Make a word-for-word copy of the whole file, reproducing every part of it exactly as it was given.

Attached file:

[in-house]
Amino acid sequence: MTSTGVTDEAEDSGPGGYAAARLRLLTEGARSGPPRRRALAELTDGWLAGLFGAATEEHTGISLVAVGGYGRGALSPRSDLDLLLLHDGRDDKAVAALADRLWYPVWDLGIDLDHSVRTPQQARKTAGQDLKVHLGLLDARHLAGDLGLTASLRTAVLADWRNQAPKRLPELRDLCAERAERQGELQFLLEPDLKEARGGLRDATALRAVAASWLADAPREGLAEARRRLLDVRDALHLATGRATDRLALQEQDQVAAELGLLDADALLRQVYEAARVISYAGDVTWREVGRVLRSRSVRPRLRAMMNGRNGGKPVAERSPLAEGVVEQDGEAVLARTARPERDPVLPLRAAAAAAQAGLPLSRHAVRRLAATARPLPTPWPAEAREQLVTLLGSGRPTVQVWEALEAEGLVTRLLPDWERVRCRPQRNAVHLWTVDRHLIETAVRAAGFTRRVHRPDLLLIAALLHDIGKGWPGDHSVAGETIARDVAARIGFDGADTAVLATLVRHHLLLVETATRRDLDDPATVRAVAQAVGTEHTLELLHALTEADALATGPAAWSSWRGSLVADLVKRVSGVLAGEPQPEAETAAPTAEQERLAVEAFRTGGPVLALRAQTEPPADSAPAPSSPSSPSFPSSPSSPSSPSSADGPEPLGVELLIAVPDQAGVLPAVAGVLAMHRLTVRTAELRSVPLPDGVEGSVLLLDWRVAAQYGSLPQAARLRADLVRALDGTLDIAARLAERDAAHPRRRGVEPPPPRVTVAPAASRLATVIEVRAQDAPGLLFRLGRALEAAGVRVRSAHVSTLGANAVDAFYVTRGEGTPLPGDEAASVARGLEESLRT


[in-house]
Amino acid sequence: MTSTGVTDEAEDSGPGGYAAARLRLLTEGARSGPPRRRALAELTDGWLAGLFGAATEEHTGISLVAVGGYGRGALSPRSDLDLLLLHDGRDDKAVAALADRLWYPVWDLGIDLDHSVRTPQQARKTAGQDLKVHLGLLDARHLAGDLGLTASLRTAVLADWRNQAPKRLPELRDLCAERAERQGELQFLLEPDLKEARGGLRDATALRAVAASWLADAPREGLAEARRRLLDVRDALHLATGRATDRLALQEQDQVAAELGLLDADALLRQVYEAARVISYAGDVTWREVGRVLRSRSVRPRLRAMMNGRNGGKPVAERSPLAEGVVEQDGEAVLARTARPERDPVLPLRAAAAAAQAGLPLSRHAVRRLAATARPLPTPWPAEAREQLVTLLGSGRPTVQVWEALEAEGLVTRLLPDWERVRCRPQRNAVHLWTVDRHLIETAVRAAGFTRRVHRPDLLLIAALLHDIGKGWPGDHSVAGETIARDVAARIGFDGADTAVLATLVRHHLLLVETATRRDLDDPATVRAVAQAVGTEHTLELLHALTEADALATGPAAWSSWRGSLVADLVKRVSGVLAGEPQPEAETAAPTAEQERLAVEAFRTGGPVLALRAQTEPPADSAPAPSSPSSPSFPSSPSSPSSPSSADGPEPLGVELLIAVPDQAGVLPAVAGVLAMHRLTVRTAELRSVPLPDGVEGSVLLLDWRVAAQYGSLPQAARLRADLVRALDGTLDIAARLAERDAAHPRRRGVEPPPPRVTVAPAASRLATVIEVRAQDAPGLLFRLGRALEAAGVRVRSAHVSTLGANAVDAFYVTRGEGTPLPGDEAASVARGLEESLRT